Manchester Centre for Doctoral Training in Computer Science

Lead Research Organisation: University of Manchester
Department Name: Computer Science


We propose a new model of PhD training which preserves the deep technical research study associated with the UK PhD, while augmenting this with training and practical experience in creativity and innovation, scientific evaluation, and experiences working with and communicating with users from outside academia. We will train the students to think about research impacts from the start of their research. We will give them experiences working in groups with non-academic users to solve real problems, experiences communicating outside their specific research discipline. We will give them opportunities to work in other academic and non-academic research labs. Our goal is to produce PhD graduates who are, on the one hand, skilled experts in their research area and, on the other hand, effective cross-disciplinary communicators and impact-aware, creative innovators.We want to lead in the transformation of the UK computer science PhD, and so will make this our primary PhD. To show our commitment, we will provide an additional 10 studentships per year. We will be able to sustain this model after the grant has finished, because some of the funds will be invested in course and recruitment material development, and staff training.We will use two integrative themes to unify the students and focus them on the challenges facing the next generation of researchers in computer science rather than particular methods associated with a particular research community. These two themes represent broad areas which cut across computer science, and are:Engineering for large and complex data - how to deal with the increasing explosion of data and build models of complex systems. How to use these to extract knowledge, fuse with existing knowledge, and make predictions.Engineering for new technologies - how to optimise the effective and energy-efficient use of multicore processors and interconnected embedded smart devices; explore new uses for smart personalised devices, dealing with security issues and other risks.University of Manchester is an ideal place to run the CDT in Computer Science because:1) Manchester has the UK's broadest computer science research portfolio, from electronic data storage, massively-parallel neural microchip engineering and multicore software through to world-beating theorem provers, machine intelligence, semantic technologies, text-mining and e-Science.2) Manchester has the highest concentration of CS RCUK funding anywhere in the UK.3) Manchester has the longest history in the UK of working with industry, including prototyping world-leading machines for Ferranti and ICL to today's wide portfolio of non-academic collaborators. 4) A strong commitment to this transformation, as evidenced by the large amount of resources we will contribute.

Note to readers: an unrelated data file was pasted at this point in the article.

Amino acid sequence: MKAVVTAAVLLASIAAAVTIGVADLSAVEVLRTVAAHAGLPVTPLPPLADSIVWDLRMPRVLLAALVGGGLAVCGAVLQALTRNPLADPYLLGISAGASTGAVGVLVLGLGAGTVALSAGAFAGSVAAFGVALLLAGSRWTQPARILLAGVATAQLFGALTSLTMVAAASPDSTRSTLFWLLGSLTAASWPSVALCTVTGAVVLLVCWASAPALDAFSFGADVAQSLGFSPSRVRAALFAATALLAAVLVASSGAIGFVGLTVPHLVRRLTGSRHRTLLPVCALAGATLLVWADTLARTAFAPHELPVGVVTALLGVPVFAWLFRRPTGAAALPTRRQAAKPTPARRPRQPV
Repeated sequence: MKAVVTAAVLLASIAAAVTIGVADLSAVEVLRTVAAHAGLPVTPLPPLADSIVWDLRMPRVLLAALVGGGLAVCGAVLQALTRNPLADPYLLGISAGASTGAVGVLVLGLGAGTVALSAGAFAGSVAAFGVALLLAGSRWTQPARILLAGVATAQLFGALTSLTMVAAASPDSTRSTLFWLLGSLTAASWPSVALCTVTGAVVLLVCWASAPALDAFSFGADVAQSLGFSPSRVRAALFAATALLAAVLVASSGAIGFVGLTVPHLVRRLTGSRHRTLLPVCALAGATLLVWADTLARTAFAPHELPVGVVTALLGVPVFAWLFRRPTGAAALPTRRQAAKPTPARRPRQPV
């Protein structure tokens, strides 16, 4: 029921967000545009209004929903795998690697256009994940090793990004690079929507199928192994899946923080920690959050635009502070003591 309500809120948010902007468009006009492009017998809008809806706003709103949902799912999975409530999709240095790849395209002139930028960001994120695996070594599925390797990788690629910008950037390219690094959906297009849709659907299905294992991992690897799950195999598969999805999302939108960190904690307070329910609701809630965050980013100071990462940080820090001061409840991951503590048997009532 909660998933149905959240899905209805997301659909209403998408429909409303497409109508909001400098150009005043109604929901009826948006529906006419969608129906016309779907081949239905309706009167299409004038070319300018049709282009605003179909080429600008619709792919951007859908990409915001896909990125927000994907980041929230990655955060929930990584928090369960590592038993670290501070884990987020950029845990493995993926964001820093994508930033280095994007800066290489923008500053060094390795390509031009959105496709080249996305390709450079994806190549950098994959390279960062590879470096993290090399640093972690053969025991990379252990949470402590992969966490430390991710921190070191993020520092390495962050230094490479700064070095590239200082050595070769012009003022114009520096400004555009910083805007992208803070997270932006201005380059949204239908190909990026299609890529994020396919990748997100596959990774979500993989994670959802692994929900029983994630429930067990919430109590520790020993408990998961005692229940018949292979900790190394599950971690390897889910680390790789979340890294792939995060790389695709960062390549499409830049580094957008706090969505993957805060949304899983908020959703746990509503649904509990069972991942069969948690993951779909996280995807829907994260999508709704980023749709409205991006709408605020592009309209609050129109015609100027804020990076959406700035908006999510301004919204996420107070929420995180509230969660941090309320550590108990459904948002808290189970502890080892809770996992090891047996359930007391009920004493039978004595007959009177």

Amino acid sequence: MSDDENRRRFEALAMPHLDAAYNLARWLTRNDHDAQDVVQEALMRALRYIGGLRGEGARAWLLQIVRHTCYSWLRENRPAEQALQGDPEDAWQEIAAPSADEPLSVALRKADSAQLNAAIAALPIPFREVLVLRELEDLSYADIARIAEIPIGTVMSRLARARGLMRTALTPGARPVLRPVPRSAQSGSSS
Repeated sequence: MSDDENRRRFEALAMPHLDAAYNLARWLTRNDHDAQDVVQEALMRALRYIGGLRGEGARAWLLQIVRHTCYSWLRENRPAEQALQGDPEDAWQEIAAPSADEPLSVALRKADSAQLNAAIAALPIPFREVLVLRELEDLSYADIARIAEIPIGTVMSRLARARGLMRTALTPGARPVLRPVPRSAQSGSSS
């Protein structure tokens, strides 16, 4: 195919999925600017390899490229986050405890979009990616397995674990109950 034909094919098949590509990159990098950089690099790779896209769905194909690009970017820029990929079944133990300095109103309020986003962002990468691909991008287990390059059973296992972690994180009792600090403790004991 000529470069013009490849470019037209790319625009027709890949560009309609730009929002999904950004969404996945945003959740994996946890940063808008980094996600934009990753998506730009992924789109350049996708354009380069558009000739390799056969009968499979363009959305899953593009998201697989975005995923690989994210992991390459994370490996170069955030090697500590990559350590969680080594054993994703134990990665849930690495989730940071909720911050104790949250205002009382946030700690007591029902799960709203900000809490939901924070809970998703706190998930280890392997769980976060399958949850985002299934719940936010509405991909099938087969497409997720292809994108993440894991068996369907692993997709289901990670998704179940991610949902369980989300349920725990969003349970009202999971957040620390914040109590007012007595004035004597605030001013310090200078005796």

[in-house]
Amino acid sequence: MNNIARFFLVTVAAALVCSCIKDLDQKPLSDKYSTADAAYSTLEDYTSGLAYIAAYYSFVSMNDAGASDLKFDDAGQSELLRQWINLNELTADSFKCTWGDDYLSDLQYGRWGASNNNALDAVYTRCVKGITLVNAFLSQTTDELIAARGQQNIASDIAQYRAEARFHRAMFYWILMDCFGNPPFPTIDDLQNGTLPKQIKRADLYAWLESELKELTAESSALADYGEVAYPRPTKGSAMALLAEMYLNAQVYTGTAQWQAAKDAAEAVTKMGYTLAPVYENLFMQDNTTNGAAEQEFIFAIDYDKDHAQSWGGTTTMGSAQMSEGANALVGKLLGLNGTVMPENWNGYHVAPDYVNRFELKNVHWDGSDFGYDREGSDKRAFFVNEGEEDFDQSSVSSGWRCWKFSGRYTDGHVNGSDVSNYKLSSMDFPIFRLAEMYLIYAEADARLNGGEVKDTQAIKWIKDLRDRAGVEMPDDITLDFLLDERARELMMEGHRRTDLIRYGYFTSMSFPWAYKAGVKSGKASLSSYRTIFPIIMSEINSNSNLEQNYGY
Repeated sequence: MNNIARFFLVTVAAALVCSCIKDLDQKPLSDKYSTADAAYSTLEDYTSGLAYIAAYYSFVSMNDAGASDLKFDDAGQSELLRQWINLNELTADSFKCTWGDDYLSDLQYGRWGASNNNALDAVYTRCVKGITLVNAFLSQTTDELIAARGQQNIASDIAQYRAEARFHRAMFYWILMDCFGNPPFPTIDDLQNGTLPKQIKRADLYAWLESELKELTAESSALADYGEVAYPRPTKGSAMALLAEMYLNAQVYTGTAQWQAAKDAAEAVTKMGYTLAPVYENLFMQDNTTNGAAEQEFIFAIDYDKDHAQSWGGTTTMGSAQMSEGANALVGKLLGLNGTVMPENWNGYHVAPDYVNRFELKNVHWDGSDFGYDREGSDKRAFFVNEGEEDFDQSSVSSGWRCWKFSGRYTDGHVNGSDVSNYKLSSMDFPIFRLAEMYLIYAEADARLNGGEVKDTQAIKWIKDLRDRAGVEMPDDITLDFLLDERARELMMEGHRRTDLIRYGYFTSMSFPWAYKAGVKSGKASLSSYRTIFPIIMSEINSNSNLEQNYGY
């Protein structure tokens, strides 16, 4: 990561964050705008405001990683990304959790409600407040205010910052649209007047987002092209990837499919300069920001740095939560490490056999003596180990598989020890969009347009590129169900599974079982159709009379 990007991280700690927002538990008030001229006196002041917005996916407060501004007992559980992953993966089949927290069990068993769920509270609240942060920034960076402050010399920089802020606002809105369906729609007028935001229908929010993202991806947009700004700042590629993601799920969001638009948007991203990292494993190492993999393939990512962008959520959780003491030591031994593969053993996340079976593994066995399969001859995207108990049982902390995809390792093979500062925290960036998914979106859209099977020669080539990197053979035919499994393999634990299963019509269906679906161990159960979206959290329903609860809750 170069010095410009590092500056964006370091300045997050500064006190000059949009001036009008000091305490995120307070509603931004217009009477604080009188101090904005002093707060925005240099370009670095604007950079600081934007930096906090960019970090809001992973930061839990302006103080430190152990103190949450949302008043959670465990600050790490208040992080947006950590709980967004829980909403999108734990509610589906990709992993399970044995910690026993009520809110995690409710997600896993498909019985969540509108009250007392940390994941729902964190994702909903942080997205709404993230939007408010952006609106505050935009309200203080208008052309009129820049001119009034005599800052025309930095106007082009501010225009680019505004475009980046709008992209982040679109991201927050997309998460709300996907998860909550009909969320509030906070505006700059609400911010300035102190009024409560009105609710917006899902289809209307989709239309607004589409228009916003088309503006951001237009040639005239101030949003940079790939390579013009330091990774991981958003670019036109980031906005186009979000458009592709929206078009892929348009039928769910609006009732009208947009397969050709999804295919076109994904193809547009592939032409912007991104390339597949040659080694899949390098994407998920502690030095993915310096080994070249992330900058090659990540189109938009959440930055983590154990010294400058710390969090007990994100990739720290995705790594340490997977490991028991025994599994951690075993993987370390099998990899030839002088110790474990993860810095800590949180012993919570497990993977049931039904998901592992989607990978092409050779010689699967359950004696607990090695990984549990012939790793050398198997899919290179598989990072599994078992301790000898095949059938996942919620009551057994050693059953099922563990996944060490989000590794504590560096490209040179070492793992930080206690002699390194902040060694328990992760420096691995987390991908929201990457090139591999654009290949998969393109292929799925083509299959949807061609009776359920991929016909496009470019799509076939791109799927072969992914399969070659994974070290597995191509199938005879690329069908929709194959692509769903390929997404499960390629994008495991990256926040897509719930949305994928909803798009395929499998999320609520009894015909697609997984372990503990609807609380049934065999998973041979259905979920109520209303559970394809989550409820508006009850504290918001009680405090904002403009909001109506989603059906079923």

Planned Impact

The impact of this CDT comes from three sources. First, impact is integral to the training from year 1. We believe that it is an essential part of the training of a researcher to think through the potential impact, importance and value of a proposed piece of research and how that impact will come about. Thus, we will instill a culture of impact awareness, and have proposed several training activities to support this. Second, the PhD research itself in a range of ways. School of Computer Science has a very diverse research portfolio, and the routes to impact are also diverse, but we have an excellent track record in producing high quality research and our research students have contributed to that through: high quality publications, software which has been widely used, developing research in collaboration with non-academic partners which has directly impacted their activities and participating in the creation of spin-out companies. The PhD training programme of the CDT will only make it more possible for these activities to happen, because the students have more time and much wider and deeper training. Third, the impact of this CDT comes from researchers we graduate. They will join the scientific community or the non-academic research community with a much different training and wider skill set than the traditional UK PhD graduate. They will be better prepared to make early impacts in research. In terms of the specific fields in which the impacts will hit, it will be wide-reaching. Computer science reaches increasingly wide range of sciences and industries, and Manchester Computer Science has a very strong interdisciplinary-research history. A conservative estimate can gleaned from the support letters we have received from: medicine and health, pharmaceutical, computer software, computer hardware, publishing, energy distribution and commerce.


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